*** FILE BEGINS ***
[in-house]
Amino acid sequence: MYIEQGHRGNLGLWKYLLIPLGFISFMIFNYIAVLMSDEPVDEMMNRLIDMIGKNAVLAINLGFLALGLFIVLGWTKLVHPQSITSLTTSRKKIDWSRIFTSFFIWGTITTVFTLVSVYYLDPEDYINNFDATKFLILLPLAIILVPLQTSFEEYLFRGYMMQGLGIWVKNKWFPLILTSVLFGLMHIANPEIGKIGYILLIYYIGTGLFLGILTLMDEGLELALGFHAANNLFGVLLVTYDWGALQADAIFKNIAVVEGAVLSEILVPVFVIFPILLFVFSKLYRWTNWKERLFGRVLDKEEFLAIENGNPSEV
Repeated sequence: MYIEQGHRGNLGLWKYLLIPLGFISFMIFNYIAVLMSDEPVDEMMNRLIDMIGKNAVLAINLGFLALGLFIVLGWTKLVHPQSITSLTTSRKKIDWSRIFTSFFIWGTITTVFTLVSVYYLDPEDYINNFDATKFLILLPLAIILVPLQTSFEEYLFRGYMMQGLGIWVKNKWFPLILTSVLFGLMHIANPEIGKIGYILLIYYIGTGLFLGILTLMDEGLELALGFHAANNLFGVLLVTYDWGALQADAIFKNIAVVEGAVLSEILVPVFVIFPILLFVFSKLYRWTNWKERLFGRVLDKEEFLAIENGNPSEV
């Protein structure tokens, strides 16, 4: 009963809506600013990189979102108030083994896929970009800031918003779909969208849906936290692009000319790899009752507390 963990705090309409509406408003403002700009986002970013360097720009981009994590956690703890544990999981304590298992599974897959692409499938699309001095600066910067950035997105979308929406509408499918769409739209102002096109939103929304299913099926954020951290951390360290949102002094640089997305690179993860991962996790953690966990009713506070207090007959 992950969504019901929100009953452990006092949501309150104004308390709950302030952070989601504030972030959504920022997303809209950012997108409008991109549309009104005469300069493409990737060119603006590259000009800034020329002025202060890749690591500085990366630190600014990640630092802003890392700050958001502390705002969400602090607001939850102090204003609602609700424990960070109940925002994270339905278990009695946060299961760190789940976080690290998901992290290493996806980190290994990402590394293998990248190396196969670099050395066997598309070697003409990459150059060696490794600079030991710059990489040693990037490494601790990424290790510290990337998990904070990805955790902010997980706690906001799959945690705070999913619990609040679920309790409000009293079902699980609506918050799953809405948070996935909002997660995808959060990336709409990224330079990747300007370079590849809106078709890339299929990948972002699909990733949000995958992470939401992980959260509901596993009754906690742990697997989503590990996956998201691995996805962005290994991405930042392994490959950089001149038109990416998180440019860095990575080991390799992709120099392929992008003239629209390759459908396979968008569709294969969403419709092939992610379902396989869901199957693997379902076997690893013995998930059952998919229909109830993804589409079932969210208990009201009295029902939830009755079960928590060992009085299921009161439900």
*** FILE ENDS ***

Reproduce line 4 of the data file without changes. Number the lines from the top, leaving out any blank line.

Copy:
């Protein structure tokens, strides 16, 4: 009963809506600013990189979102108030083994896929970009800031918003779909969208849906936290692009000319790899009752507390 963990705090309409509406408003403002700009986002970013360097720009981009994590956690703890544990999981304590298992599974897959692409499938699309001095600066910067950035997105979308929406509408499918769409739209102002096109939103929304299913099926954020951290951390360290949102002094640089997305690179993860991962996790953690966990009713506070207090007959 992950969504019901929100009953452990006092949501309150104004308390709950302030952070989601504030972030959504920022997303809209950012997108409008991109549309009104005469300069493409990737060119603006590259000009800034020329002025202060890749690591500085990366630190600014990640630092802003890392700050958001502390705002969400602090607001939850102090204003609602609700424990960070109940925002994270339905278990009695946060299961760190789940976080690290998901992290290493996806980190290994990402590394293998990248190396196969670099050395066997598309070697003409990459150059060696490794600079030991710059990489040693990037490494601790990424290790510290990337998990904070990805955790902010997980706690906001799959945690705070999913619990609040679920309790409000009293079902699980609506918050799953809405948070996935909002997660995808959060990336709409990224330079990747300007370079590849809106078709890339299929990948972002699909990733949000995958992470939401992980959260509901596993009754906690742990697997989503590990996956998201691995996805962005290994991405930042392994490959950089001149038109990416998180440019860095990575080991390799992709120099392929992008003239629209390759459908396979968008569709294969969403419709092939992610379902396989869901199957693997379902076997690893013995998930059952998919229909109830993804589409079932969210208990009201009295029902939830009755079960928590060992009085299921009161439900």